Online customer experience matters. Indeed, survival in today’s competitive e-commerce environment where the competitor is only one click away means that firms have to find ways to provide customers with a unique experience much more than low prices 1.
Undoubtedly the competition for customers is fierce in the online retail channel. Yet many of you may think it’s a strange thing to say since there’re about 1.8 billion people worldwide purchasing goods online (Statista, 2018). But there are also many online retailers.
Back in 2014 there were already more than 24 million active online stores (Internet Retailer). Sadly, only a small percentage of them does noteworthy business. So why are the majority of online retailers not doing business? One of the main reasons why these shops fail is because their customers are having bad online experiences when visiting their websites…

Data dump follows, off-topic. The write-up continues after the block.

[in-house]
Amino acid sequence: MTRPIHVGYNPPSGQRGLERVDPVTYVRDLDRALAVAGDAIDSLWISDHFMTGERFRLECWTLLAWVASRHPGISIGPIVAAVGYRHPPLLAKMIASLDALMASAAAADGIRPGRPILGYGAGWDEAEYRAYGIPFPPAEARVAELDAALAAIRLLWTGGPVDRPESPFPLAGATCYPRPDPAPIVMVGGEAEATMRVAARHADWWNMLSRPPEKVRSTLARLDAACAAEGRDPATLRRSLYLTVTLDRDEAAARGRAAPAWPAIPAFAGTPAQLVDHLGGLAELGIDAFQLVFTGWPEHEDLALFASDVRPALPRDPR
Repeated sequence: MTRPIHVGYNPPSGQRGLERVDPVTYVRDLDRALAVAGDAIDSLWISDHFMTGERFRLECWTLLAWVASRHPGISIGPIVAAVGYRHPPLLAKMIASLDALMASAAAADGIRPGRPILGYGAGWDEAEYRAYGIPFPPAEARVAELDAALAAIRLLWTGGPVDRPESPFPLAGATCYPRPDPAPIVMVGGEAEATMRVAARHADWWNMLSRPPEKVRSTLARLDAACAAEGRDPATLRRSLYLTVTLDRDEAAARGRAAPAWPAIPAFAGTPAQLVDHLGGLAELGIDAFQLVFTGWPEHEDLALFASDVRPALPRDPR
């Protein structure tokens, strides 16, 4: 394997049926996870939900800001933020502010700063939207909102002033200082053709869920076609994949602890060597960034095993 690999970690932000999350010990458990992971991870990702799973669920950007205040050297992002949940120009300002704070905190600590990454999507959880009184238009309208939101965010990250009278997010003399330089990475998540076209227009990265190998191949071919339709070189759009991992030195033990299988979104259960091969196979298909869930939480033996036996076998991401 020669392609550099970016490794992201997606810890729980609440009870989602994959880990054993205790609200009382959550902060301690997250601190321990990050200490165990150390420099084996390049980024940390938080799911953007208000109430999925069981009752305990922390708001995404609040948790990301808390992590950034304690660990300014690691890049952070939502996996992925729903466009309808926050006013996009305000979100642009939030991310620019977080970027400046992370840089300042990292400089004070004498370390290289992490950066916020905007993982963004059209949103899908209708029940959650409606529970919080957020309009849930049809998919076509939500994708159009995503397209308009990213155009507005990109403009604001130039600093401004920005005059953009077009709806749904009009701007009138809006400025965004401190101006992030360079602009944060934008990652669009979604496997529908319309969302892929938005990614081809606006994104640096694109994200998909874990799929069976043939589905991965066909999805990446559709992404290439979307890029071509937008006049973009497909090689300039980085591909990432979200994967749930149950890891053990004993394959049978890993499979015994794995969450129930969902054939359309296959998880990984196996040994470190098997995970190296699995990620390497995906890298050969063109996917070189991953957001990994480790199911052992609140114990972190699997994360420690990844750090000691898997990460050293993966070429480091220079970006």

Nevertheless, online shopping is so popular because it offers more convenience. Furthermore, the store location is irrelevant and consumers can shop from any location, 24 h a day, seven days a week. But, just like the physical brick-and-mortar retailers, customers visiting the store want to have, apart from the shopping, a pleasant or useful experience. Indeed, online visitors may become loyal customers if they fancy the experience they get on your website.
What is Online Customer Experience?
Online customer experience is a psychological state manifested as a subjective response to the online retailer’s website 2. What does it mean? For example:
- It means that when a customer is visiting your online shop, she wants to experience the site as easy for her to use. And that’s not all…